I’m remembering the last time I was at the beach. It was in March. My family and I hadn’t been on a road trip, even a short one, for over a year due to COVID-19. We decided to escape for the day and drove to the Oregon coast.
I remember the freedom we all felt as soon as we stepped onto the sand, the feeling of aliveness, and the joy and beauty of it all. Feet sinking into the sand as I walked, the salty smell of the ocean, the cool wind on my face, and the sound of the waves crashing in. The light was spectacular that day. Big storm clouds in the sky and light sparkling on the water. I felt so free and light after being stuck at home for so long. I bring this experience to my mind and body to remind myself of the joy of the day and to extend it.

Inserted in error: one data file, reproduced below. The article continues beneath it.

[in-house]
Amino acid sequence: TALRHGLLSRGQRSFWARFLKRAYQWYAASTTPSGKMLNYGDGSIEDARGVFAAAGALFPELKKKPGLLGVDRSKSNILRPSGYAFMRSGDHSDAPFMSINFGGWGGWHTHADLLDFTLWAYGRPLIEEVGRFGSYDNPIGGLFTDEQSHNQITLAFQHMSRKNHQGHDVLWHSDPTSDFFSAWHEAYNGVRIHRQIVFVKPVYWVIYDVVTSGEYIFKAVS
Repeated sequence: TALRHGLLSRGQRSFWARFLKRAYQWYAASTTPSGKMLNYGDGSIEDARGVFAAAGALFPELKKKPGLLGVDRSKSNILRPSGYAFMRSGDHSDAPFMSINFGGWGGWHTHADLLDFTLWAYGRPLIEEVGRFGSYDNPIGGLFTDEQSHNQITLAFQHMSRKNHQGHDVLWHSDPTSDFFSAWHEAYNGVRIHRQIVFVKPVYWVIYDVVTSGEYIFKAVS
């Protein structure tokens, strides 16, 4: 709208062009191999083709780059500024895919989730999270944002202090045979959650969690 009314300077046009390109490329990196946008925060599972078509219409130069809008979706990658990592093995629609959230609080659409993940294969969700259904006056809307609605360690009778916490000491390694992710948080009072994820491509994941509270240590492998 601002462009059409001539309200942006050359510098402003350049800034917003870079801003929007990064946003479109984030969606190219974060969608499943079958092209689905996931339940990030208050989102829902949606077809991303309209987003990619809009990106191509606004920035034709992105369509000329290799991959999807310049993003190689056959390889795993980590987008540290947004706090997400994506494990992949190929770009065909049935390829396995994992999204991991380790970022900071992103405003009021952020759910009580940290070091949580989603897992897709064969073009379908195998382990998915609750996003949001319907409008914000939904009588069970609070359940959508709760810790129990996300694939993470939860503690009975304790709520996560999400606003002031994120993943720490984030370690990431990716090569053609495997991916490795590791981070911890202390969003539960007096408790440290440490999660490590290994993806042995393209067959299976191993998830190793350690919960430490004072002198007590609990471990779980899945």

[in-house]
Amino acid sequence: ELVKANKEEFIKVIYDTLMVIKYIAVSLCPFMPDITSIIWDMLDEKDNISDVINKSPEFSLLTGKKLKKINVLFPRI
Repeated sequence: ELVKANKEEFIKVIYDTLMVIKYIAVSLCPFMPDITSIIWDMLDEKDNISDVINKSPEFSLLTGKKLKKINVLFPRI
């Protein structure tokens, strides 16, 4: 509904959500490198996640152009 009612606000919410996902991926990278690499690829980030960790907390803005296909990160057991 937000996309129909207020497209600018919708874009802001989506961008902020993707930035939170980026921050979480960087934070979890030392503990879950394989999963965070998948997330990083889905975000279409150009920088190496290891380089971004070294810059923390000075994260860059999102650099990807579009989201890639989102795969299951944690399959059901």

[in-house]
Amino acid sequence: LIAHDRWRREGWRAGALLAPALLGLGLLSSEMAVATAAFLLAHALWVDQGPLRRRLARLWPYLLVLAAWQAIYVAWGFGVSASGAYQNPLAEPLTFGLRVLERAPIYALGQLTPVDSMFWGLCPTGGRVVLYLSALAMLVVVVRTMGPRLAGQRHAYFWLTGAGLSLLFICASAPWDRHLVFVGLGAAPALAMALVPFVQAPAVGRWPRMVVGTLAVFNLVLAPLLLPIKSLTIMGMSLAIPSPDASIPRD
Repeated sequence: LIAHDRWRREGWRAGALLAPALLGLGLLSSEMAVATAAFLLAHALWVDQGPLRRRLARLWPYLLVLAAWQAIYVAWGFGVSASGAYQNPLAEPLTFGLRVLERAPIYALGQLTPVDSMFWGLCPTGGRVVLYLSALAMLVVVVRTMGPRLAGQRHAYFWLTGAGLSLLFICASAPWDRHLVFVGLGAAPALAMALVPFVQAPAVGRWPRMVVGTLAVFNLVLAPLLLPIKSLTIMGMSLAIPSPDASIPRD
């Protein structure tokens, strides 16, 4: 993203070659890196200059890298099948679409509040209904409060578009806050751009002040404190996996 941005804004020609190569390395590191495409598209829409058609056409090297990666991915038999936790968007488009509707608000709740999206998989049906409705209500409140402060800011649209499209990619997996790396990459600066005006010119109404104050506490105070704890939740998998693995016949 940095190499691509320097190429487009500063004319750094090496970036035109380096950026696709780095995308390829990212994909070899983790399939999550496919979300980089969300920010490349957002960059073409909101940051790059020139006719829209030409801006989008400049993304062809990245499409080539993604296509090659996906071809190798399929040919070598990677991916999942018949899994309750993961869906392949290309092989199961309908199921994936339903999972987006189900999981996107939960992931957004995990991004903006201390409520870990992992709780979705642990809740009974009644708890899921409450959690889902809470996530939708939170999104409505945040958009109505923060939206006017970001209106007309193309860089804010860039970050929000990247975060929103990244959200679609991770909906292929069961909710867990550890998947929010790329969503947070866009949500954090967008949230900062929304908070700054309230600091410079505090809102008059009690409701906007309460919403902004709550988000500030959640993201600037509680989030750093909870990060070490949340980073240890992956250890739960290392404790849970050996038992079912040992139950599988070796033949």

It’s a practice called savoring that I learned from Deb Dana, author of The Polyvagal Theory in Therapy: Engaging the Rhythm of Regulation (Norton, 2018). Savoring regularly can interrupt the normal human negativity bias that we all have and help to build pathways of connection in our systems. It’s also simple for many of us, free, and takes very little time. A regular practice of savoring can build our capacity for more positive experiences, despite the challenging circumstances in our lives.
Steps to Savor an Experience
It’s ok if other thoughts come into the experience. In fact, it’s likely that they will. When they do, you can simply move on.
You can savor the same experiences again and again or new ones as they arise. If you think of it, next time you have a positive experience, try to hold it in your mind and embody it. The benefits come from practicing this skill and really feeling and extending those joyful experiences.